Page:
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Maggie Shafran Creates Art Around the Cosmos
Maggie Shafran, a Ketchum resident, spent a year and a half creating this 70-by-55-inch pencil and charcoal work named “Nature Morte.”
Friday, March 10, 2023


Maggie Shafran grew up attending Gallery Walks, oftentimes mesmerized by the art she saw at the Ketchum art galleries.

Tonight the 31-year-old will showcase her own art during Gallery Walk as part of a solo exhibition at Gail Severn Gallery.

“I’m really, really excited,” said Shafran. “I know the gallery showcases the work of a lot of important artists so I feel very honored to be counted among them.”

Rather than try to draw the entire work on one piece of paper, Shafran drew on 5-by-7-inch pieces and stitched them together.

Shafran spent many of her formative years in Hong Kong and Singapore where her father Steve Shafran worked for Goldman Sachs. She spent every summer and the Christmas holidays in Sun Valley, as well as three years at the Sun Valley Community School.

Her family took numerous trips around Hong Kong where she began noticing the artistic details of Buddhist temples and historic relics. And, in more recent years, she began sharing her own art at popup exhibitions in places like Hotel Ketchum.

“When I was a child, I was obsessed with drawing horses with circles. My parents were very supportive. They said, ‘Okay, we realize you’re bad at sports,’ so they gave me art classes. I took art classes at Sun Valley Center for the Arts, and I went to art camp at Idyllwild. Now my home is out Warm Springs, but I’m pursuing a master degree in fine art in London.”

In fact, Shafran just flew back to Sun Valley Wednesday night to attend her exhibition opening. She will give a free Artist’s Talk at 10 a.m. Saturday, March 11, at the gallery.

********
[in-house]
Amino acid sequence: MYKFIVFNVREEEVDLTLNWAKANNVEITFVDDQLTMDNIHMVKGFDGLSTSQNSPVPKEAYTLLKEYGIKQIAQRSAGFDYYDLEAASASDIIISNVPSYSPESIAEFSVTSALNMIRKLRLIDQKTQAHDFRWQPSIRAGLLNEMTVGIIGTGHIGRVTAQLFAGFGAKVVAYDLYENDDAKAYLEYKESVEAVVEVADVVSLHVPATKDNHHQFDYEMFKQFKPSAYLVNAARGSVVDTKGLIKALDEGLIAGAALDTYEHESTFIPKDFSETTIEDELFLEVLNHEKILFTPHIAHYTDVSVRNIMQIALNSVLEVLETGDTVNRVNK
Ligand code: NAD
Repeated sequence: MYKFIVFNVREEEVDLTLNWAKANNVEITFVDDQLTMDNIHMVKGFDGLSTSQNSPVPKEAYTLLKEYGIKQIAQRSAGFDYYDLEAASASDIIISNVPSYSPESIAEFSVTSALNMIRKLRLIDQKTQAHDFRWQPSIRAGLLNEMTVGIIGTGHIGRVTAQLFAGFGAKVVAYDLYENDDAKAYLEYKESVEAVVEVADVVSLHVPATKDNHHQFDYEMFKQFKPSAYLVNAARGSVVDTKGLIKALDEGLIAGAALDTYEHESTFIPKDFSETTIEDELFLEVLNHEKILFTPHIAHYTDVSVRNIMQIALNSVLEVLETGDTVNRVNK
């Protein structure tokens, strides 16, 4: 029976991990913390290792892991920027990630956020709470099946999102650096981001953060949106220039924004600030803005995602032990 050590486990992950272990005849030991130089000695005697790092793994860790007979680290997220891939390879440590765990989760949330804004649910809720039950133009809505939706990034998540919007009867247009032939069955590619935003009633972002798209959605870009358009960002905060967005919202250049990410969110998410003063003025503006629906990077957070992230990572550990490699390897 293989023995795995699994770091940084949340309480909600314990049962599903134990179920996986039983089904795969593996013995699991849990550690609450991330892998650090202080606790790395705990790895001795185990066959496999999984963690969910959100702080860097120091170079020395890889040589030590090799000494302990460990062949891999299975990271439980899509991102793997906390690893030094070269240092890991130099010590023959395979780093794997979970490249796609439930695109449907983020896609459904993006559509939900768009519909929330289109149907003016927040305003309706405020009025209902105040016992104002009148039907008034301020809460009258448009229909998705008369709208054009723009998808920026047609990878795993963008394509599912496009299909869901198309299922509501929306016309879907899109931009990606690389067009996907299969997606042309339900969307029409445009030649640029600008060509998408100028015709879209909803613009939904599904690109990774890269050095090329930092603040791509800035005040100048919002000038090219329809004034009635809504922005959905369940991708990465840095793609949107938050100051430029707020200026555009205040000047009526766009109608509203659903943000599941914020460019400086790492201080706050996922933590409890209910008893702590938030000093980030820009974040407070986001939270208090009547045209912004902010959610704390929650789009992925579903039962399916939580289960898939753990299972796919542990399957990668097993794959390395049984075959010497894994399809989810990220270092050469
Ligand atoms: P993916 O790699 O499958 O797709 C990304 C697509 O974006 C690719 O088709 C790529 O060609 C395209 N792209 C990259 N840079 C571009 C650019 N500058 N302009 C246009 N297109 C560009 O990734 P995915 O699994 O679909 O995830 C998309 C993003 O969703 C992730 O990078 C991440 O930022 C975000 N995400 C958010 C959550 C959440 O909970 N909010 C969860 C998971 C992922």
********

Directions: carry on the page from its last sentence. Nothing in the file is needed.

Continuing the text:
Maggie Shafran created “Sheltered and Preserved” out of molds she made using cosmos flowers. The 6.50-by-5 inch piece is hand cut giclee on high quality Hahnemuhle paper, which traces its origin to 1584 in Germany.

This particular body of work revolves around collecting and preserving flowers—in particular, the cosmos.

“I obsessively photograph flowers, not wanting them to go away. Eventually, I began making molds of the flowers out of silicone and alginate, which is something that’s used in dentist’s offices.”

Shafran takes the cosmos, a single-petal flower, and fills it with silicone. When it hardens, she removes the flower and makes plaster and latex casts. She utilizes them in a myriad of ways, applying various shades of paint to create very different pieces.

“In my desire to preserve them, I destroy them,” she said. “But I love to work with my hands. That’s what drives my practice.”

“Delft Blue Death” is a 54-by-36-inch giclee print on Hahnemuhle paper.

In addition to the works revolving around the cosmos, Shafran is displaying a pencil drawing that took her one and a half years to complete.

“I didn’t spend a whole day everyday working on it, but I did get 500 hours in,” she said.

The work was inspired by a still-life painting by a Dutch painter. Shafran created it with 110 separate 5-by-7-inch pieces that she stitched together. She saw the finished product for the first time Thursday afternoon at Gail Severn Gallery.

Shafran made it of pencil ad charcoal as a way to reveal a traditional style still-life in a new way.

Maggie Shafran created these cosmos pieces out of plaster. She named the piece “Haunted.”

“It was meditative,” she said. “There was a certain quilting aspect to it and, and since each piece was just 5-by-7 inches, it was so easy to take with me—I even took pieces to London to work on.”

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